Coed Hills

I went to visit Coed Hills today, a permaculture community near Cardiff. They have somewhere between 70 and 90 acres of land, so a great contrast to my own little plot. However I came away with lots of inspiration, plus some plants – Coed Hill tomatoes (seeds from open pollinated plants, so they may turn out to be anything!), a tree lupin, perennial onions and some strawberries.

Perhaps the most immediately useful observation was that strawberries create self-mulching ground cover. This leads me to the decision to plant more strawberries in the fruit cage as both a crop and weed suppressor. And with the gift of some plants, I can start straight away.

I also saw tomatoes planted in a polytunnel with a clover ground cover below them. Again there is a mulching effect, plus the clover plants fix nitrogen and boost soil fertility. This is an approach that I will suggest to Perkin for his big greenhouse.

We looked at their young woodland garden, which is bursting with fruit frees, soft fruit bushes and a wide range of ground cover – the trees are small as yet, but will grown into a beautiful habitat. One of the ground cover species was poached egg plant (Limnanthes douglasii). I used to have lots of this in my previous garden, but not in the current one: I must introduce it, as it is particularly attractive to those most beneficial of insects the hoverflies.

I was also reminded that I must reintroduce borage (Borago officinalis) into my garden (it was there but seems to have disappeared). It has beautiful blue flowers that bees love and that can be used in salads and, traditionally, are put in Pimms.

I also saw the most beautiful tree: a black lace elderberry (Sambucus nigra f. porphyrophylla) that I will certainly consider for future planting (and I may be able to persuade Perkin to have one in his garden… thus achieving at least vicarious ownership).

I could go on, but really what I wanted to highlight was that visits like this can be a real source of inspiration. Permaculture gardens are particularly valuable because they often reveal novel approaches to problems and inspiring uses of resources. I also find that permaculture people are very generous with their time, seeds, plants and ideas. So, thank you to the folks at Coed Hills for the hospitality and abundant cups of tea – I will see you again later in the summer.

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9 Comments

  1. Maya Panika

     /  June 19, 2012

    You can have some of my borage if you want, it’s seeded itself everywhere, I’m doing constant battle with it. 🙂 I love visiting permaculture projects, or just walking around with someone who really knows their stuff, terrifically inspirational.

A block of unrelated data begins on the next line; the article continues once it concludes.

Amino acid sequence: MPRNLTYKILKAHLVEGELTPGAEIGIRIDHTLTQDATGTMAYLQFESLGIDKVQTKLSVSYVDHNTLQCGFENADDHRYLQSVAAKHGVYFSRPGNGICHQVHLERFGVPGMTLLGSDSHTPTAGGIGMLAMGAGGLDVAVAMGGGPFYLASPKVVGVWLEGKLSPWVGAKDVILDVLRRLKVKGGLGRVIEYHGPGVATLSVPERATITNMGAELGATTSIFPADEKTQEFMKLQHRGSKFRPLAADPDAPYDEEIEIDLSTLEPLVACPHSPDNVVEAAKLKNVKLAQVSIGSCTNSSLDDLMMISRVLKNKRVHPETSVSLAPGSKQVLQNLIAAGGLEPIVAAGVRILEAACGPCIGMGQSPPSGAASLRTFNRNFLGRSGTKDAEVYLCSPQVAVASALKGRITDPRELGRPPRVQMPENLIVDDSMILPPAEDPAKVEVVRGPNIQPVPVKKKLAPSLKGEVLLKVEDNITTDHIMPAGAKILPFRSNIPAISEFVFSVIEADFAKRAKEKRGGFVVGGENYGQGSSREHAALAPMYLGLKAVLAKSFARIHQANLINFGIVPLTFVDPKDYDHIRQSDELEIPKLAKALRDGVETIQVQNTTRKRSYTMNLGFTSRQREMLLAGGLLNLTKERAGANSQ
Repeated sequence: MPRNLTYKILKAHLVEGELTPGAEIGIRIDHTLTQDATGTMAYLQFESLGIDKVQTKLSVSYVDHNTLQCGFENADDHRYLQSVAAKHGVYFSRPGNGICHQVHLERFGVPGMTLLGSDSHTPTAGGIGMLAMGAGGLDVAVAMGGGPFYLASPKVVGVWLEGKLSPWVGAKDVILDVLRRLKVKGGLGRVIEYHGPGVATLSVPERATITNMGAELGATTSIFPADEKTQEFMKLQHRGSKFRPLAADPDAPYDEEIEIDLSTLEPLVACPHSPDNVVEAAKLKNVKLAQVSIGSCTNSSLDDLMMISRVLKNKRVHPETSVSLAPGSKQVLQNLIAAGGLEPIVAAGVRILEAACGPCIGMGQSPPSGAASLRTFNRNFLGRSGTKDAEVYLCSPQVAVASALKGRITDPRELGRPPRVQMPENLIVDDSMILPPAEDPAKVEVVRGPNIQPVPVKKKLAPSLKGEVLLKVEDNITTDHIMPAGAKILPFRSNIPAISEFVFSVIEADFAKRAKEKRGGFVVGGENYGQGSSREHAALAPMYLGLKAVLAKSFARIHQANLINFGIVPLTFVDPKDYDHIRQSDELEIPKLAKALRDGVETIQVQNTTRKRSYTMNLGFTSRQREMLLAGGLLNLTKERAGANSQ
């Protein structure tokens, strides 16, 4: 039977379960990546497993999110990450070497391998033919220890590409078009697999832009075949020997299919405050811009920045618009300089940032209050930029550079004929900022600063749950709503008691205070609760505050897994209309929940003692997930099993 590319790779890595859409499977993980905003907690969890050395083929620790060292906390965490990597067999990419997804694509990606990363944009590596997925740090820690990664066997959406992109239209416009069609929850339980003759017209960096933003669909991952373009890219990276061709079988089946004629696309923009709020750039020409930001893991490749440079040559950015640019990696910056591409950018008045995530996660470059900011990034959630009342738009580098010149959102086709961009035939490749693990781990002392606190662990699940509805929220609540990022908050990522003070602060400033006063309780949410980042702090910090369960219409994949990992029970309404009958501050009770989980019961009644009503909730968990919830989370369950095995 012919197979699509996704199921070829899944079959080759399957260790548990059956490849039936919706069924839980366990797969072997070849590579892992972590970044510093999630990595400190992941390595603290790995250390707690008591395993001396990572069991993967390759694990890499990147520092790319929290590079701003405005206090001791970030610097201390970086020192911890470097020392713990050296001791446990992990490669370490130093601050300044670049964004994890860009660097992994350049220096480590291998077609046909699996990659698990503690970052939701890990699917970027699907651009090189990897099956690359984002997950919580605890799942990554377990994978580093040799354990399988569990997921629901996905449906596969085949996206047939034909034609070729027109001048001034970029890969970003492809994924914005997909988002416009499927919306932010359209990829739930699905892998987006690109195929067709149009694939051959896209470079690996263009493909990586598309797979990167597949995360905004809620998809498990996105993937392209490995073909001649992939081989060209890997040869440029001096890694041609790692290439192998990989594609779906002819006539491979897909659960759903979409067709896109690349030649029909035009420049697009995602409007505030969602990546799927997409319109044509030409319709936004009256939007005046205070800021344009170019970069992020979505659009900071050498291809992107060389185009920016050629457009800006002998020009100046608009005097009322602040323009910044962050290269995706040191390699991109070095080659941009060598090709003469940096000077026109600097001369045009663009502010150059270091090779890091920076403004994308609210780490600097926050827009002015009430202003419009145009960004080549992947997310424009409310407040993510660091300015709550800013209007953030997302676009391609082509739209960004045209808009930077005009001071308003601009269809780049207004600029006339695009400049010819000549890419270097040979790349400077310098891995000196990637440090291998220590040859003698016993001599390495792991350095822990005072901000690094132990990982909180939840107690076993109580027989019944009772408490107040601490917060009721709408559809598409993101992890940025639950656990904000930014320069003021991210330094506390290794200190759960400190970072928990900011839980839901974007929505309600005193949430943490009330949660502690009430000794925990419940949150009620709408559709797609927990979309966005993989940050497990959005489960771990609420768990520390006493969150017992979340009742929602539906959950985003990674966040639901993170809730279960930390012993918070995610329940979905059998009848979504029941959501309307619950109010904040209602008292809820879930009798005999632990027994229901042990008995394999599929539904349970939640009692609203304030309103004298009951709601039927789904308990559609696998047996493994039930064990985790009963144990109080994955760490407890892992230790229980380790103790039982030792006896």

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    • I can’t understand why my borage disappeared – it was happily self-seeding every year and now, nothing.
      And you’re right – an expert is a precious thing… thanks to Rich at Coed Hills who showed me round.

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      • Maya Panika

         /  June 19, 2012

        I’d love to visit one day, I particularly love forest farms but all the good ones are too far away. I wonder what happened to your borage? Mine dies every year but it always leaves a ton of wee ones behind. I weed them out, pot them into plugs and give them away and just keep one – my garden’s too tiny to take more than one.

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  2. Deano

     /  June 19, 2012

    The elder should take really easily from cuttings, so just note where they are, and snip a few hardwood cuttings in the Autumn. I’m using clover as a groundcover, and am growing soy with tomatoes, for added nitrogen. I also quite fancy growing toms up a frame of Siberian pea. N fixing, bee forage, edible seeds, and support structure.
    Wishing you well
    Deano

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  3. Thank you for visiting my blog. I found your post on Coed Hills very interesting, particularly the way they use ground cover. At my allotment in Brisbane we use a layer of straw mulch to deter weeds and to keep the ground cool in the summer. Eventually of course it breaks down too and adds humus to the soil. I will be following your blog with interest.

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    • Hello – the problem here with mulch is that it encourages slugs and (at Coed Hills) voles. The latter are causing them some problems because they are ring-barking the fruit trees… we talked about temporary mulching, but I think that ground cover plants might be better (although they still provide cover for rodents). As for the slugs, my chickens keep them under control in my garden, but I am careful not to mulch too much. We rarely have a problem in the soil overheating in Wales!!!

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  4. sounds beautiful!

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